OXYGEN DIFFUSION IN SIMPLE ORGANISMS

**Introduction:** Many simple organisms do not have specialized respiratory structures and instead obtain oxygen by diffusion through their body surfaces.

**Importance:** We can use a simple equation to assess properties of an organism that can survive by diffusion alone.

**Question:** How is the oxygen need of an organism related to its metabolism and size?

Variable:

S |
concentration of O |

C |
rate of oxygen consumption ((cm |

r |
radius of spherical organism (cm) |

K |
diffusion constant ((cm |

**Methods:** E. Newton Harvey (1928) developed the following equation to describe the concentration of oxygen required to supply a spherical organism with oxygen by diffusion:

where S is the required concentration of oxygen at the surface of an organism, C is the rate of oxygen consumption (cm^3 of oxygen/cm^3 tissue/min), r is the radius of the organism (cm), and K is the diffusion constant (cm^2/atm/min).

We can plot S as a linear function of C and as a parabolic function of r. A diffusion constant of 11x10^-6 cm^2/atm/min is typical for many animal tissues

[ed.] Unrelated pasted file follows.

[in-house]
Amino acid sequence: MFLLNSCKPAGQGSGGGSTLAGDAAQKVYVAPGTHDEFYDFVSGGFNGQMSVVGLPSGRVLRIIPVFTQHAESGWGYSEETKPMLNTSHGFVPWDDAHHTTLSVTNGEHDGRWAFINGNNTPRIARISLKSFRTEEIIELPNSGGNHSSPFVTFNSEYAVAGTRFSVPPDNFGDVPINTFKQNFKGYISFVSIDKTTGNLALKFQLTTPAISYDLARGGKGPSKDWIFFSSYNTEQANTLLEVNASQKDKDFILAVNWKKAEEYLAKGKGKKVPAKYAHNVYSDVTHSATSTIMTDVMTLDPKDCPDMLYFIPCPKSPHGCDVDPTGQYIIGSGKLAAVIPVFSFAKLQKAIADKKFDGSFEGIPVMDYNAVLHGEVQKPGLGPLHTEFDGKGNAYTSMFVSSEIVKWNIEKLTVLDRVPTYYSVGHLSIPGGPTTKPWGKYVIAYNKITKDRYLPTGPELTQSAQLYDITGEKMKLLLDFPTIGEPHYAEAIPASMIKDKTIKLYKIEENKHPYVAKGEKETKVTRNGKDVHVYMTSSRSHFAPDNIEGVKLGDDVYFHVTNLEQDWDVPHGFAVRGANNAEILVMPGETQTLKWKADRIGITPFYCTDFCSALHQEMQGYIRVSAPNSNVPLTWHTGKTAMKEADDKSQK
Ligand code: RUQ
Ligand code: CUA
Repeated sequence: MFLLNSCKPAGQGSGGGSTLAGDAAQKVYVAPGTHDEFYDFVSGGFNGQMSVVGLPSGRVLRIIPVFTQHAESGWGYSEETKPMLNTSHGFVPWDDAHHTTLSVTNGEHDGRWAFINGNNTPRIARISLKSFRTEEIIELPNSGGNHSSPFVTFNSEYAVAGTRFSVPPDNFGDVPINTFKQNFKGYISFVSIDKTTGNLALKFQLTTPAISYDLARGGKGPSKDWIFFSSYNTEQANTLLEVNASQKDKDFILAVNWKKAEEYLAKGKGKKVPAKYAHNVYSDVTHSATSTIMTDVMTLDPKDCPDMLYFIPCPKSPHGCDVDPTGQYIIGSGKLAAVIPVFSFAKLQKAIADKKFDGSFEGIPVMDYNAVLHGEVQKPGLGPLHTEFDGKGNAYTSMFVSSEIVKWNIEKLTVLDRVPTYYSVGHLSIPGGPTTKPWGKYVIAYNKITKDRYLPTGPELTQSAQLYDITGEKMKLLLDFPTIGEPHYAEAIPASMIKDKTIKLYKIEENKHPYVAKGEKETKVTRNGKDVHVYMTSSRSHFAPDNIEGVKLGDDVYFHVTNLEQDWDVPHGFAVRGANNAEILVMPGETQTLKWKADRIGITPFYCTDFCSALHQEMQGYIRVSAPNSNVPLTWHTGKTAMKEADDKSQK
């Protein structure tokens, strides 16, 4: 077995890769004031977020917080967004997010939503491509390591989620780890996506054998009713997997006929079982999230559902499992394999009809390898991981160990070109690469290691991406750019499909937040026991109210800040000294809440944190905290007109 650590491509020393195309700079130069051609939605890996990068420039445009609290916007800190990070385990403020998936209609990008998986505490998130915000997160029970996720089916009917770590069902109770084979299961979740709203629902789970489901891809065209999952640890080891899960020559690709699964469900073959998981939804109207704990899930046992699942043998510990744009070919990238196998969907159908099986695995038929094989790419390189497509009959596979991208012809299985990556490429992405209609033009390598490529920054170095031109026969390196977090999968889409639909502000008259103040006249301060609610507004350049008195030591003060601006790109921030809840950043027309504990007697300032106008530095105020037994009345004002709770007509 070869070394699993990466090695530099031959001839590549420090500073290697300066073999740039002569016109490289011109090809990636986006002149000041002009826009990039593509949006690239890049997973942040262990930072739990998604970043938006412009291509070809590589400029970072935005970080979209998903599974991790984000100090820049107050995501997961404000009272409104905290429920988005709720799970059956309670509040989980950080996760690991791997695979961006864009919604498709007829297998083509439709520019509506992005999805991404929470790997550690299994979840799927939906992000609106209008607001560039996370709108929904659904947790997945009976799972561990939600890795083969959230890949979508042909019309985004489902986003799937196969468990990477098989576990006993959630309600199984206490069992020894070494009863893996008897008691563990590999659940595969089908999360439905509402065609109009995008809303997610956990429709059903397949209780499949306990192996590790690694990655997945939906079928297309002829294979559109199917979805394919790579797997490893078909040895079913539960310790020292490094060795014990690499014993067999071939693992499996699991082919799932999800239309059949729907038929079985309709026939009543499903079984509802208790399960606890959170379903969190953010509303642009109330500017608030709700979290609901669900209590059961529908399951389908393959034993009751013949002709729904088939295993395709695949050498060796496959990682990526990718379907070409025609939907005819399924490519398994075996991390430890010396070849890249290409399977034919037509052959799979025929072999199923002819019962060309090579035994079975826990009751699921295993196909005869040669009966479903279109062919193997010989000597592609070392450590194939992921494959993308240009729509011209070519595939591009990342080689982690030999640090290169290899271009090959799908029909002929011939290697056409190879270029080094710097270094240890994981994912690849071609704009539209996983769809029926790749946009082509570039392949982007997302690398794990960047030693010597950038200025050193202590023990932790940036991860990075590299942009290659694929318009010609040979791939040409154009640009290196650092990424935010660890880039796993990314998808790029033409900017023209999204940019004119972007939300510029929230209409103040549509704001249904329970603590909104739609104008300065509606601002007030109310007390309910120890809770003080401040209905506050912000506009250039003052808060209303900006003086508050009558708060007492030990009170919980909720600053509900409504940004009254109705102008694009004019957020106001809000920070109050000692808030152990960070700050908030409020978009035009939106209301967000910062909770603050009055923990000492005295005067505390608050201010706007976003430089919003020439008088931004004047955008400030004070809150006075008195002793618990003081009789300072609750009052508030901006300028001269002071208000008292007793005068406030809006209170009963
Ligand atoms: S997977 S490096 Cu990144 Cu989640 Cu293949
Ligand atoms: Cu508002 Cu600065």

**Interpretation:** We can see that as organism metabolism (oxygen consumption) or organism size increases, a greater amount of oxygen is needed at the surface of the organism for survival. Well areated water typically contains 0.21 atm oxygen.
We can compare the intercept S = 0.21 with the graphs of C and r. Even well-aerated water is well below the required oxygen level for organisms of large size or high metabolism.

**Conclusions:** By trying hypothetical organisms in the equation, one sees that for an organism to survive by diffusion alone, it must either be very small or have a very low metabolic rate. Larger organisms or those with high metabolic rates
must develop respiratory structures in order to meet their oxygen needs.

Additional Question:

1. How does the slope of S as a linear function of C change with increasing radius? What does this imply about an organism?

**Source:** Schmidt-Nielsen, K. 1990. Animal Physiology: Adaptation and environment,
Cambridge University Press, Cambridge

Harvey, E. N. 1928. The oxygen consumption of luminous bacteria. J. Gen. Physiol. 11:469-475.

*Copyright 1999 M. Beals, L. Gross, S. Harrell*